Turbo Kid Directors: Anouk Whissell, François Simard, Yoann-Karl Whissell
Writers: Anouk Whissell, François Simard, Yoann-Karl Whissell
Cast: Munro Chambers, Laurence Leboeuf, Michael Ironside, Aaron Jeffery, Edwin Wright, Romano Orzari, Tyler Hall, Jason Eisener Epic Pictures Group | Timpson Films
Unrated | 89 Minutes
Release Date: March 17, 2005 (SXSW)
“This is the future. The world as we know it is gone. Acid rain has left the land barren and the water toxic. Scarred by endless wars, humanity struggles to survive in the ruins of the old world, frozen in an everlasting nuclear winter. This is the future. This is the year 1997.”
Turbo Kid is directed by The RKSS (Road Kill Super Stars), a collective of three filmmakers: Anouk Whissell, François Simard, and Yoann-Karl Whissel. In a post-apocalyptic future, The Kid (Munro Chambers), a young scavenger obsessed with comic books, must face his fears and become a hero when he meets a peculiar girl with cyan-colored hair named Apple (Laurence Leboeuf).
Despite their efforts to live peafully, Zeus (Michael Ironside), the sadistic and self-proclaimed leader of the Wasteland, will not stop until The Kid, Apple, and their brave companion Frederic (Aaron Jeffery) are dead. Armed with little more than a “Gnome-Stick” and a turbocharged Power Glove, The Kid embarks on an incredible (and insanely violent) journey to rid the Wasteland of evil and save his friends.
Turbo Kid is a BMX-powered, blood-splattered love letter to ’80s cinema. Its influences are obvious; an amalgam of films like BMX Bandits, The Road Warrior, Cherry 2000, and early Peter Jackson splatter films like Braindead. In many ways, Turbo Kid plays like a forgotten ’80s kids movie produced by Cannon Films. Hell, one of the main characters is named Apple – presumably for the 1980 film directed by Cannon’s own Menahem Golan! Either that or they’re just making fun of Gwyneth Paltrow – I’m fine with either scenario.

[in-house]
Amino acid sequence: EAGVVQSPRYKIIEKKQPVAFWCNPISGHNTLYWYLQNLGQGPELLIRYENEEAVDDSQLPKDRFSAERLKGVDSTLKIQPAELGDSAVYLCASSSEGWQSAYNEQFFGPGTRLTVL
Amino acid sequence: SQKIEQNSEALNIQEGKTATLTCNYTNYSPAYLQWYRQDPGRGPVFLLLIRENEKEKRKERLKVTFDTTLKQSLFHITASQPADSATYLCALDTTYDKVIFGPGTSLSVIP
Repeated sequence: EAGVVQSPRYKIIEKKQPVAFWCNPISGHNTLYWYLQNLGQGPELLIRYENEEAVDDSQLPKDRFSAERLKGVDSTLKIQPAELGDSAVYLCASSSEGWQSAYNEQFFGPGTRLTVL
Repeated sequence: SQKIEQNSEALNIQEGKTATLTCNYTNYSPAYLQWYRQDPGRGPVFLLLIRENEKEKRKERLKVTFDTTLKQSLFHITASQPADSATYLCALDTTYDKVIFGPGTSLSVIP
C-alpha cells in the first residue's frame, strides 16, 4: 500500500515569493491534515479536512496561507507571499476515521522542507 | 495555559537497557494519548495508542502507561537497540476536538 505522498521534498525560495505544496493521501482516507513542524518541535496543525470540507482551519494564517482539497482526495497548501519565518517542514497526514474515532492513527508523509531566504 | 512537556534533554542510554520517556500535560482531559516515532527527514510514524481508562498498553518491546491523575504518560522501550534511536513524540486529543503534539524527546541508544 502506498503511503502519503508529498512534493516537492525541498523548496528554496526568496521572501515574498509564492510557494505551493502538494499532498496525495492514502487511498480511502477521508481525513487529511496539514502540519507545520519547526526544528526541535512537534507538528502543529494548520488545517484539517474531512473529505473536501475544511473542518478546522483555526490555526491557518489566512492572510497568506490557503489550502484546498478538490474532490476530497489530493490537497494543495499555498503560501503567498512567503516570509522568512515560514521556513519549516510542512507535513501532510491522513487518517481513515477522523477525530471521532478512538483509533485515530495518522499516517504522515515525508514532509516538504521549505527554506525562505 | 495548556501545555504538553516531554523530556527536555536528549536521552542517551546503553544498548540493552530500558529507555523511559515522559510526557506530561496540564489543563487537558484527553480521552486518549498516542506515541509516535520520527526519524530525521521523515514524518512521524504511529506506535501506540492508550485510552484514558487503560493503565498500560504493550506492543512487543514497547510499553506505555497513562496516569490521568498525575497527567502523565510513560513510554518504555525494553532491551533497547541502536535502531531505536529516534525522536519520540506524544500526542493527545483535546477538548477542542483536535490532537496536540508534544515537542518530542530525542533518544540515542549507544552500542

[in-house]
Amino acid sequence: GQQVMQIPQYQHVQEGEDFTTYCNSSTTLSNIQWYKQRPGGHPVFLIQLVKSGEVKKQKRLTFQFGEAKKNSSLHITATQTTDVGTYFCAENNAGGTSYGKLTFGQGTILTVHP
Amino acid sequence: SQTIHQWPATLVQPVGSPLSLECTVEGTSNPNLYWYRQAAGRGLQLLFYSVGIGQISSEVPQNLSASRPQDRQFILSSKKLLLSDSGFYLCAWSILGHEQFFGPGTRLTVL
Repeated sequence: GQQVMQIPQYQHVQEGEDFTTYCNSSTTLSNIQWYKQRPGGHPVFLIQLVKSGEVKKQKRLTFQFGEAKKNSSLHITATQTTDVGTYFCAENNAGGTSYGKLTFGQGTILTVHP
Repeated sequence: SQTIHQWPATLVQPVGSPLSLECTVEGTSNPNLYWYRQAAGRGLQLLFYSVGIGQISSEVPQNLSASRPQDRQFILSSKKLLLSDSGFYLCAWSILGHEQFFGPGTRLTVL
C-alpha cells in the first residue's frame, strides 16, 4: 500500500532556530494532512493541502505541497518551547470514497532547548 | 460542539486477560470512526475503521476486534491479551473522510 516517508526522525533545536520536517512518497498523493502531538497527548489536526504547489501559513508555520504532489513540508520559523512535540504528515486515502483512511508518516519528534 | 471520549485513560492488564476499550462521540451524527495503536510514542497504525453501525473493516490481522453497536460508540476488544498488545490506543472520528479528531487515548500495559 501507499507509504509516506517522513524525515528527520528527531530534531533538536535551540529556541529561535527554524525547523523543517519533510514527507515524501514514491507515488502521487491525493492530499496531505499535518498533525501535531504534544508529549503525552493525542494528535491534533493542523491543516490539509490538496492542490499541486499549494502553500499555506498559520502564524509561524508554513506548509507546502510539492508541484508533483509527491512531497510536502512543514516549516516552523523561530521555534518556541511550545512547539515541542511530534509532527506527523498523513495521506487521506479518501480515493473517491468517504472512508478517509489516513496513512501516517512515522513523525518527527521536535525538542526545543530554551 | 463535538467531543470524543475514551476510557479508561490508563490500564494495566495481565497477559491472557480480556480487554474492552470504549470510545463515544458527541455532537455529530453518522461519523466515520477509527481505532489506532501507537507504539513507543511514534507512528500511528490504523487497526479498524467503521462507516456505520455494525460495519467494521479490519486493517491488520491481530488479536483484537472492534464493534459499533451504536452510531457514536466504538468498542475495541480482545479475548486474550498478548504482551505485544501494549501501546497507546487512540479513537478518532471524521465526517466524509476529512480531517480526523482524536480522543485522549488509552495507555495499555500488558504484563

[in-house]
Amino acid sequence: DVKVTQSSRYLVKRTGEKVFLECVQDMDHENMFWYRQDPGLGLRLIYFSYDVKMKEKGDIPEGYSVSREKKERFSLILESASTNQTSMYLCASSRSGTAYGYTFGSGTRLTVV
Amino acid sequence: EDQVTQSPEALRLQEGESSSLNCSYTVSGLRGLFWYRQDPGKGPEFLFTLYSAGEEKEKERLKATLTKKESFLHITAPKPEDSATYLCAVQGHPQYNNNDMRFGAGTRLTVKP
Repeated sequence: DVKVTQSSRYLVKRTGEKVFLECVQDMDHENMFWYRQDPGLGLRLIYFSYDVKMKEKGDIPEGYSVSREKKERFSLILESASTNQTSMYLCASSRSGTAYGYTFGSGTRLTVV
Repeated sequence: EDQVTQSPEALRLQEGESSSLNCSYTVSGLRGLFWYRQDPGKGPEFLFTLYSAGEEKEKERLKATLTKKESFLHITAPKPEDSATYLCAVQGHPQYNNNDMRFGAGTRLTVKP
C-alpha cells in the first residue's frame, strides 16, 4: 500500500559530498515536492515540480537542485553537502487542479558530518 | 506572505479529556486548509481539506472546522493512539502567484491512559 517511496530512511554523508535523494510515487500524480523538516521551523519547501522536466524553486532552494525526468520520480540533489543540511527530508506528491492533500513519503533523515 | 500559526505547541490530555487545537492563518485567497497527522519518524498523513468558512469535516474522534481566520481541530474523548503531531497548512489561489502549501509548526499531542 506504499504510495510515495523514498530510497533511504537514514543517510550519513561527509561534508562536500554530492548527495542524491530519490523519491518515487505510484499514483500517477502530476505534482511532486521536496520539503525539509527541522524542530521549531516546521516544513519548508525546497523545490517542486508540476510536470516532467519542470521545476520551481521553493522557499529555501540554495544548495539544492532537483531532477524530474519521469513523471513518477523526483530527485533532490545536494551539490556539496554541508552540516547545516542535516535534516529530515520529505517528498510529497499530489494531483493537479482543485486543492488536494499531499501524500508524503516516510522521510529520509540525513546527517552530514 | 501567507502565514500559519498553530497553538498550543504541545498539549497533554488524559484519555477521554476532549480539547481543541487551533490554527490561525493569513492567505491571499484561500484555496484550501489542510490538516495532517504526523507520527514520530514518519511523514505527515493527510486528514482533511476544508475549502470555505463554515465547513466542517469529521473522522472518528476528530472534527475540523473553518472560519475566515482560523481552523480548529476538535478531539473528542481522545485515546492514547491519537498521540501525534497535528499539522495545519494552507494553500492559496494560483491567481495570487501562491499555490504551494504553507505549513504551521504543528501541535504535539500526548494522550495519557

Turbo Kid is more than just a nostalgic tribute to ’80s pop culture, however. It manages to balance incredible costume designs and over-the-top ore effects with a blend of heart and humor that makes it downright endearing. A big part of that are the performances by Chambers and Leboeuf, who anchor Turbo Kid with a sweet, energized chemistry that propels the film forward, even when the plot loses steam.
Speaking of plot, Michael Ironside’s Zeus “juices” people to process them into clean drinking water – you know, because the human body is more than 60 percent water. It’s like Soylent Green meets Waterworld, minus the whole “drink your own urine” thing. Scoring a genre icon like Ironside (Starship Troopers, Total Recall, Scanners) as the villain elevates Turbo Kid into instant cult classic territory.
Zeus’ nemesis is Frederic, an arm wrestling champion who serves as the Indiana Jones of the Wasteland. When we first meet Frederic, he’s arm wrestling a guy dressed as Mola Ram from Temple of Doom. I can only assume the arm wrestling subplot is a reference to Sylvester Stallone’s Over the Top, another Cannon Films “classic” I must have watched 50 times as a kid.
Bottom line: If you’re a fan of films like Jason Eisener’s Hobo with a Shotgun or Astron-6’s Manborg, then you’re going to dig Turbo Kid. Adventurous, unrestrained creativity; this movie feels dangerous, like it escaped from some sort of bizzaro dimension where the do-it-yourself punk rock spirit of independent filmmaking is still alive and well.
Borderline insane and turbocharged, Turbo Kid is a must-see.
Look for my interviews with Anouk Whissell, François Simard, and Yoann-Karl Whissell here at Geeks Of Doom soon.